The medical care domain. Health is one of the major concerns for older Soviet immigrants (Kim-Goh, 2006). They may pay heightened attention to their health after immigration because they do not want to burden adult children with their care (Aroian, Khatutsky, Tran & Balsam, 2001). For the same reason, they may prefer to use formalized services rather than ask family members for help. Consequently, elders worry about availability of satisfactory medical assistance in light of declining health. Having spent the majority of their lives using a socialized medical system, they expect free, accessible services (Aroian & Vander Wal, 2007). Thus, unlike other immigrant groups, they tend to overuse, not underuse, the medical system because norms of the heritage culture encourage it (Aroian et al., 2001). Yet, most immigrant elderly in the U.S. face disparities in terms of access and quality of health care compared to non-immigrant older adults (Aroian et al., 2001; Lum & Vanderaa, 2010). To overcome these disparities, immigrant elders need to effectively navigate the U.S. medical system, which requires familiarity with English and American healthcare.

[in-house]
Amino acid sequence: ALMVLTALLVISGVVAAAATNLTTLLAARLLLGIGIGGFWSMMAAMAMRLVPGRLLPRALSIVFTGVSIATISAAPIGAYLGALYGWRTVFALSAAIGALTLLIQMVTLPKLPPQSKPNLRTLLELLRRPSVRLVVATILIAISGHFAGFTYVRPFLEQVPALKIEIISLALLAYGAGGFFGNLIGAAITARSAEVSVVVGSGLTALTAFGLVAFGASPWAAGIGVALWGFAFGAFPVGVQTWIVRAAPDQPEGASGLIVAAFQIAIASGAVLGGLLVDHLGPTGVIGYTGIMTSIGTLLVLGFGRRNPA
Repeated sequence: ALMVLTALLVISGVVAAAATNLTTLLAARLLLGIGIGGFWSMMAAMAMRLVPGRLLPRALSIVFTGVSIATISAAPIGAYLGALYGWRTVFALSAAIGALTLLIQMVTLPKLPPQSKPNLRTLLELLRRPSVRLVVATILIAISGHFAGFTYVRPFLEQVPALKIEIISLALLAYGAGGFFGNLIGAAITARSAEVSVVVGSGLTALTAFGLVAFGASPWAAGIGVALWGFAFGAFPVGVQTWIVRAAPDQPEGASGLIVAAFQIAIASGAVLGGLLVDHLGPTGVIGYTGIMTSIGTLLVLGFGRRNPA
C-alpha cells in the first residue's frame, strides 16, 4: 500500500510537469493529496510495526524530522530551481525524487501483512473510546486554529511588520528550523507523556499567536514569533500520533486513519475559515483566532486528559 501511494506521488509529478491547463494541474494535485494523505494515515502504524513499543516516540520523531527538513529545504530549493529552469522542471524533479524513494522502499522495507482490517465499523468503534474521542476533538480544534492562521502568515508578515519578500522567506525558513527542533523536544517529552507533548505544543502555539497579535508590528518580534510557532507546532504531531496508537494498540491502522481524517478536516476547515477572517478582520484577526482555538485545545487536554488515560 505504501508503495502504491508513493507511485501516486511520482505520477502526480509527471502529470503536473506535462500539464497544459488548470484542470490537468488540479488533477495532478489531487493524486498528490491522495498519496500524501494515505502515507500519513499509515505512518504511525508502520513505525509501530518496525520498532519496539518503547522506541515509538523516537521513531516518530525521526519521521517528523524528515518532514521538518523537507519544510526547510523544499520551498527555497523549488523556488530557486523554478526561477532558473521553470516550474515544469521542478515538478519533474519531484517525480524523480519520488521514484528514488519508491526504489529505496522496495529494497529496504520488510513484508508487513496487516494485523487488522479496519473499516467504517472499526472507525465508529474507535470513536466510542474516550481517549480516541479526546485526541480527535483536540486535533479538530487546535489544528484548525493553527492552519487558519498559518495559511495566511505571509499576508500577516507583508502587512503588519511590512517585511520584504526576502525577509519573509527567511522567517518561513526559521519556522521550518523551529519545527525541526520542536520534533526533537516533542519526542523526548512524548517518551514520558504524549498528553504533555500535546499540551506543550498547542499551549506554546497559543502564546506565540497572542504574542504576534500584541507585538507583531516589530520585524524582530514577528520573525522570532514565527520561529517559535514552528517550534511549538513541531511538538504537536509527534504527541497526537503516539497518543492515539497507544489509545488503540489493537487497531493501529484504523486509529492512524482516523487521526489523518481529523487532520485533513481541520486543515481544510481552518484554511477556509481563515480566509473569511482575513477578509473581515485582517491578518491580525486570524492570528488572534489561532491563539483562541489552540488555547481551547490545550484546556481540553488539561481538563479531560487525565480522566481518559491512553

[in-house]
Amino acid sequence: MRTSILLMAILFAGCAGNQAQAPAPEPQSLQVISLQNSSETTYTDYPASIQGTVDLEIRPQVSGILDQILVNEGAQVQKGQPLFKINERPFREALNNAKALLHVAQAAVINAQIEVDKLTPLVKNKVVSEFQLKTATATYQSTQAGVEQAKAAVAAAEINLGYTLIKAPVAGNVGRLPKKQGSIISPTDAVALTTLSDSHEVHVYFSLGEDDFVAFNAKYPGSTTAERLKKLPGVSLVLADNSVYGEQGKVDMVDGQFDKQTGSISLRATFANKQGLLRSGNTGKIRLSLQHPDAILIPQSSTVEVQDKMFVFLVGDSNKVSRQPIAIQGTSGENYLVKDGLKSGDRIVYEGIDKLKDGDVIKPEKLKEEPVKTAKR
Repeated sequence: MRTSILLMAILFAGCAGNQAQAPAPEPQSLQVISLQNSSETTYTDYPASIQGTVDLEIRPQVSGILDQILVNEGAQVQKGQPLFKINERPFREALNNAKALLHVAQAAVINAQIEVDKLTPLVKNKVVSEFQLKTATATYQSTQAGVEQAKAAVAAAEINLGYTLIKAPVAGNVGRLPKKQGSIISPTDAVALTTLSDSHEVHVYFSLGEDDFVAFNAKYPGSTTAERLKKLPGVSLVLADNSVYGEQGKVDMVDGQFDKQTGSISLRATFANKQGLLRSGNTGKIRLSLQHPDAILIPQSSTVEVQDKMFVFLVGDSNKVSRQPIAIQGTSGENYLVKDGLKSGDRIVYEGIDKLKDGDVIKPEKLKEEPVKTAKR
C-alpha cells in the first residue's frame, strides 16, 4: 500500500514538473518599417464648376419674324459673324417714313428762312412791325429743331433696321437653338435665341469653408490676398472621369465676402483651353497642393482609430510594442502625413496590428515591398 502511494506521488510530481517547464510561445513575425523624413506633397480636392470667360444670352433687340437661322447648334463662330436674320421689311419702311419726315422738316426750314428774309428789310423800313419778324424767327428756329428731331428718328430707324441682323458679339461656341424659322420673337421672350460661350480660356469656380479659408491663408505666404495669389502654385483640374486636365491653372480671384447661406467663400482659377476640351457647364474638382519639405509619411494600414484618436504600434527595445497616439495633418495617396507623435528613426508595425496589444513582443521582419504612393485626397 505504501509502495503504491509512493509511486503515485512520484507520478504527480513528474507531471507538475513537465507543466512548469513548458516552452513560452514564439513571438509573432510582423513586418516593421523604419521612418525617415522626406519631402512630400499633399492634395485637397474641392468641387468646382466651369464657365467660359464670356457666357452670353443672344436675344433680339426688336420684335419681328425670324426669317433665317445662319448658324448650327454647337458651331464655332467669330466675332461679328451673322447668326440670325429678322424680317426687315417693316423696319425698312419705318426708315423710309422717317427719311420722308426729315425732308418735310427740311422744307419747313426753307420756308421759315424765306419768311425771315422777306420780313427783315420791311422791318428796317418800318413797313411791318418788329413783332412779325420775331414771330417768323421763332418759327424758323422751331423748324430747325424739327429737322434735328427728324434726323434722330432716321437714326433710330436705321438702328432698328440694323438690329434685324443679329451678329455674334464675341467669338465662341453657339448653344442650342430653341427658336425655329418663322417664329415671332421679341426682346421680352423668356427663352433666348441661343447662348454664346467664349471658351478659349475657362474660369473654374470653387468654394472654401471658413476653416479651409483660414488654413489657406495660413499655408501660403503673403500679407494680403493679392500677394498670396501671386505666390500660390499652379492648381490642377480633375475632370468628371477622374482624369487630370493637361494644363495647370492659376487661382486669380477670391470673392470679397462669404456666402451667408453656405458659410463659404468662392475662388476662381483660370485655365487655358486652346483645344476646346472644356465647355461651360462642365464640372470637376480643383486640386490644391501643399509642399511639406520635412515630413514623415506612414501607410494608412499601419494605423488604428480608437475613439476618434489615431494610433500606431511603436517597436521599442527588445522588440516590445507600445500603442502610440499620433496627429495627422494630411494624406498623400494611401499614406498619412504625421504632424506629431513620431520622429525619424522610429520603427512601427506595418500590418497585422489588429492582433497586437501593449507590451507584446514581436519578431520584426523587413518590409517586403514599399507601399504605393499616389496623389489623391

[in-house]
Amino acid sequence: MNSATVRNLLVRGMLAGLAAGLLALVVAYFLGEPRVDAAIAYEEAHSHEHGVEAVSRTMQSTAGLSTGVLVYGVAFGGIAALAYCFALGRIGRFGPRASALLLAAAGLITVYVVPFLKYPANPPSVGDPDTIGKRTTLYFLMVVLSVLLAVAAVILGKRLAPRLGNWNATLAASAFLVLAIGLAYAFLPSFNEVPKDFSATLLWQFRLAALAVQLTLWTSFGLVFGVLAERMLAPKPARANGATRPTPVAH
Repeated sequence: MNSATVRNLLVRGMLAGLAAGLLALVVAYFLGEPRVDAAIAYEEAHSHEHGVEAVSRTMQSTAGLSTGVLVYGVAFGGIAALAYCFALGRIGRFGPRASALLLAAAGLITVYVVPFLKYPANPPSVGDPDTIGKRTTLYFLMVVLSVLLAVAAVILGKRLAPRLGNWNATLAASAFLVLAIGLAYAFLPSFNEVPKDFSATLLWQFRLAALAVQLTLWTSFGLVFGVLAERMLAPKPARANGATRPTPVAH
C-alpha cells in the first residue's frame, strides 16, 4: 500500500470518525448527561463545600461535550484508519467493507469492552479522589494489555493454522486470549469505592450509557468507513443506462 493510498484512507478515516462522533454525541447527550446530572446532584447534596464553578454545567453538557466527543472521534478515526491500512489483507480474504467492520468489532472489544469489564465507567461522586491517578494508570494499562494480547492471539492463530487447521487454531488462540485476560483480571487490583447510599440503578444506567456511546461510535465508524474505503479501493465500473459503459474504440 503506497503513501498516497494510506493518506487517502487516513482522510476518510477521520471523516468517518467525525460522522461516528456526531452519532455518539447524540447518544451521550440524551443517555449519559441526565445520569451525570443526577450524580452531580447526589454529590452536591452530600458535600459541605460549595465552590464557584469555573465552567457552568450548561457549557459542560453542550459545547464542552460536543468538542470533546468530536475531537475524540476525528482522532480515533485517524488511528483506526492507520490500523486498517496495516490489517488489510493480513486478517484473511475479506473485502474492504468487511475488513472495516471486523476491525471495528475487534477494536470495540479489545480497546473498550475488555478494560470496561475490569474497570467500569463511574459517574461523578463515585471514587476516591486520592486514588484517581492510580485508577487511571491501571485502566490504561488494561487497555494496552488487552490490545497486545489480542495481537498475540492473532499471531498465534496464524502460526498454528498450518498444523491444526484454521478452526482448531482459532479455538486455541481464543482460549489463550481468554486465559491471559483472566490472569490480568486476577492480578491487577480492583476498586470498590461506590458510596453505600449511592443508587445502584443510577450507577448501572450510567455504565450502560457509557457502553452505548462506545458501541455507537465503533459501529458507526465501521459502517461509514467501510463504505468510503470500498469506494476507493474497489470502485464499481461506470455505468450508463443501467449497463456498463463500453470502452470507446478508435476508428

The Present Study: Questions and Hypotheses

This study examines the relationship of host and heritage acculturation to outcomes related to the psychological wellbeing, family life, social adjustment, and medical care of Russian-speaking older adults in the U.S. To assess the unique effects of acculturation, we control for time in the U.S. in addition to demographic characteristics known to influence immigrants' adjustment, including gender, marital status, education level, disability, functional health status, and living arrangements (Birman & Tyler, 1994; Jang et al., 2007).